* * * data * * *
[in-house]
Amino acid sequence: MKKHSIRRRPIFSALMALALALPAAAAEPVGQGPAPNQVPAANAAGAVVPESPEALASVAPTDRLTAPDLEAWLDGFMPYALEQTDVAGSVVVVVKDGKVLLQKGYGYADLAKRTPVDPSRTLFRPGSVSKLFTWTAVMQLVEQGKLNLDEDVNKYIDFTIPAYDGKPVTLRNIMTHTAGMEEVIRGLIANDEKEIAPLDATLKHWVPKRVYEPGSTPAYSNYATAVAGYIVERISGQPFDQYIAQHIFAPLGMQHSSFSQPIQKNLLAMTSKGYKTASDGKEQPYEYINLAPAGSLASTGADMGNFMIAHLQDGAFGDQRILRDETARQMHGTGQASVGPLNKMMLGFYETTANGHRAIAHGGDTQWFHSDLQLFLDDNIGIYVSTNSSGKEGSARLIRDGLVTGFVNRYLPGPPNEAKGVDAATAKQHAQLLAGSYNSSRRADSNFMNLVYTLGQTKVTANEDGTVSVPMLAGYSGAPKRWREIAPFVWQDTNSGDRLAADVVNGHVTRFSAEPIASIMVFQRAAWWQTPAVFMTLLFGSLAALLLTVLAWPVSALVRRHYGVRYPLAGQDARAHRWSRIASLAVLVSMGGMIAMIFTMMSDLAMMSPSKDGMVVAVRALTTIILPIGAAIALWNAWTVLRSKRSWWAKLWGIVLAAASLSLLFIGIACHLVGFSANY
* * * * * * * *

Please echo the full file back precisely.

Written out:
[in-house]
Amino acid sequence: MKKHSIRRRPIFSALMALALALPAAAAEPVGQGPAPNQVPAANAAGAVVPESPEALASVAPTDRLTAPDLEAWLDGFMPYALEQTDVAGSVVVVVKDGKVLLQKGYGYADLAKRTPVDPSRTLFRPGSVSKLFTWTAVMQLVEQGKLNLDEDVNKYIDFTIPAYDGKPVTLRNIMTHTAGMEEVIRGLIANDEKEIAPLDATLKHWVPKRVYEPGSTPAYSNYATAVAGYIVERISGQPFDQYIAQHIFAPLGMQHSSFSQPIQKNLLAMTSKGYKTASDGKEQPYEYINLAPAGSLASTGADMGNFMIAHLQDGAFGDQRILRDETARQMHGTGQASVGPLNKMMLGFYETTANGHRAIAHGGDTQWFHSDLQLFLDDNIGIYVSTNSSGKEGSARLIRDGLVTGFVNRYLPGPPNEAKGVDAATAKQHAQLLAGSYNSSRRADSNFMNLVYTLGQTKVTANEDGTVSVPMLAGYSGAPKRWREIAPFVWQDTNSGDRLAADVVNGHVTRFSAEPIASIMVFQRAAWWQTPAVFMTLLFGSLAALLLTVLAWPVSALVRRHYGVRYPLAGQDARAHRWSRIASLAVLVSMGGMIAMIFTMMSDLAMMSPSKDGMVVAVRALTTIILPIGAAIALWNAWTVLRSKRSWWAKLWGIVLAAASLSLLFIGIACHLVGFSANY